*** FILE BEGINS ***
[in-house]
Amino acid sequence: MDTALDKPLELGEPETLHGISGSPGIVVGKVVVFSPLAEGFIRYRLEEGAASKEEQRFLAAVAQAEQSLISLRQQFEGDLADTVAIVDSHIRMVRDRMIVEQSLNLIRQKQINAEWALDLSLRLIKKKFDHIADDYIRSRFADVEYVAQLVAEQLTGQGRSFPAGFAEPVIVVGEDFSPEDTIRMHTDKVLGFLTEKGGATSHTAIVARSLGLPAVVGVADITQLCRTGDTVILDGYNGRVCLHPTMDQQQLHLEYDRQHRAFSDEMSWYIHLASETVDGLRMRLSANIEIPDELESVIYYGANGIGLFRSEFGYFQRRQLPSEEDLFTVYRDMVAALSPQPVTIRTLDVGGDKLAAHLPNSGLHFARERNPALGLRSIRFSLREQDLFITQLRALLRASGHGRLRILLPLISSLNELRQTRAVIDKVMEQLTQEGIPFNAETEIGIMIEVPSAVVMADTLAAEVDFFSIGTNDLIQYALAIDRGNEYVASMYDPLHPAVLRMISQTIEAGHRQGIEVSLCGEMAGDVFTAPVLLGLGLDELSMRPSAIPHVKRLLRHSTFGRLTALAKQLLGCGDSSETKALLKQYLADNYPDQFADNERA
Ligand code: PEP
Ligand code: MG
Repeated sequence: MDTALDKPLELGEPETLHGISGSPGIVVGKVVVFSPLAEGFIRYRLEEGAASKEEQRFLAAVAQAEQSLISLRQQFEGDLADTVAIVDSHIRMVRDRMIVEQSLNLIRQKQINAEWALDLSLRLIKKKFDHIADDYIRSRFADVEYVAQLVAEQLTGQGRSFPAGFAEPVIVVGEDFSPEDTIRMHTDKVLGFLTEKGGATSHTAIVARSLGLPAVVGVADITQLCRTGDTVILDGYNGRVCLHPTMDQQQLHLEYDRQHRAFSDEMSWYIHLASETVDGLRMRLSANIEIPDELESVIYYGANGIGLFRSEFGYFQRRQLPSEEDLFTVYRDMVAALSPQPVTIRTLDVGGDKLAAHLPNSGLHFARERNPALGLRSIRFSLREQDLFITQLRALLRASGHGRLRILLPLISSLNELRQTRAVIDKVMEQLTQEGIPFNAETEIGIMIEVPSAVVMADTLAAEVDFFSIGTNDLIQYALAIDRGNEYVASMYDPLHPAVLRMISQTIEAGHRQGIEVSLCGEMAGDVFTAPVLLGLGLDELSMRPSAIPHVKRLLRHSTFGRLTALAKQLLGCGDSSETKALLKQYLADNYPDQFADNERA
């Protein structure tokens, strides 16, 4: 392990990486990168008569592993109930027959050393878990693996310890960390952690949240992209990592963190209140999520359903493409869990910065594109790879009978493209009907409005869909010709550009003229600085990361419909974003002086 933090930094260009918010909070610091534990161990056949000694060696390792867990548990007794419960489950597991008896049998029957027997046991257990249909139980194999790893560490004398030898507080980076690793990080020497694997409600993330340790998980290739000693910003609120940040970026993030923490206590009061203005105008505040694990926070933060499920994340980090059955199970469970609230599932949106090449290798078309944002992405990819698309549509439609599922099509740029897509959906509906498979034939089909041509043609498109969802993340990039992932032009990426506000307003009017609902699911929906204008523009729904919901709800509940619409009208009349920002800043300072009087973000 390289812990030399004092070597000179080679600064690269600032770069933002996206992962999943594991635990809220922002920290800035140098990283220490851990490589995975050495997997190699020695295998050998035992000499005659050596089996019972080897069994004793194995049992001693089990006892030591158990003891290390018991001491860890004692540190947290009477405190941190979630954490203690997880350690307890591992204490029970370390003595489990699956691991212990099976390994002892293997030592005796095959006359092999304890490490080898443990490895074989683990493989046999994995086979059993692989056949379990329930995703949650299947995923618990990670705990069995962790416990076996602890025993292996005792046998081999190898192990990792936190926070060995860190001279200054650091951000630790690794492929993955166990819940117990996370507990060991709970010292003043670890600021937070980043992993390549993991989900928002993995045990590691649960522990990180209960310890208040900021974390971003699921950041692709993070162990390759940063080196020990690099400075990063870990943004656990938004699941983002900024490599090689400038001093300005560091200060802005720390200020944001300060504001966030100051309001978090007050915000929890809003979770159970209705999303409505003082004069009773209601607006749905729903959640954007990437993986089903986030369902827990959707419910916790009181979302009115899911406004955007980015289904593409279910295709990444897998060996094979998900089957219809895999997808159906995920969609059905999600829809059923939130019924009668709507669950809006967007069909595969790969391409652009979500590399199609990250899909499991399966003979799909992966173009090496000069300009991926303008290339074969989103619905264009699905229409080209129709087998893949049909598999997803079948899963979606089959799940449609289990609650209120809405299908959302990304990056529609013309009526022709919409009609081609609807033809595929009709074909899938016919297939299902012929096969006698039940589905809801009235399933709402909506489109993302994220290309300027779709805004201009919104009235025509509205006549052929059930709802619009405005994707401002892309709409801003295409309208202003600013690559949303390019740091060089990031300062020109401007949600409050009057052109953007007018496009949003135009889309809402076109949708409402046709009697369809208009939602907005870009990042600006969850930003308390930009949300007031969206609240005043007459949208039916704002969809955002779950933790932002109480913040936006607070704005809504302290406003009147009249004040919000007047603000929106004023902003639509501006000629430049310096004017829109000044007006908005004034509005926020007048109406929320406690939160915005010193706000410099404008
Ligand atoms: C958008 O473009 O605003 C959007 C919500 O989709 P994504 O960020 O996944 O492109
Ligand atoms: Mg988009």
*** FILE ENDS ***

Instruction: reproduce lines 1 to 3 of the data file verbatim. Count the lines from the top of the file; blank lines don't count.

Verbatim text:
[in-house]
Amino acid sequence: MDTALDKPLELGEPETLHGISGSPGIVVGKVVVFSPLAEGFIRYRLEEGAASKEEQRFLAAVAQAEQSLISLRQQFEGDLADTVAIVDSHIRMVRDRMIVEQSLNLIRQKQINAEWALDLSLRLIKKKFDHIADDYIRSRFADVEYVAQLVAEQLTGQGRSFPAGFAEPVIVVGEDFSPEDTIRMHTDKVLGFLTEKGGATSHTAIVARSLGLPAVVGVADITQLCRTGDTVILDGYNGRVCLHPTMDQQQLHLEYDRQHRAFSDEMSWYIHLASETVDGLRMRLSANIEIPDELESVIYYGANGIGLFRSEFGYFQRRQLPSEEDLFTVYRDMVAALSPQPVTIRTLDVGGDKLAAHLPNSGLHFARERNPALGLRSIRFSLREQDLFITQLRALLRASGHGRLRILLPLISSLNELRQTRAVIDKVMEQLTQEGIPFNAETEIGIMIEVPSAVVMADTLAAEVDFFSIGTNDLIQYALAIDRGNEYVASMYDPLHPAVLRMISQTIEAGHRQGIEVSLCGEMAGDVFTAPVLLGLGLDELSMRPSAIPHVKRLLRHSTFGRLTALAKQLLGCGDSSETKALLKQYLADNYPDQFADNERA
Ligand code: PEP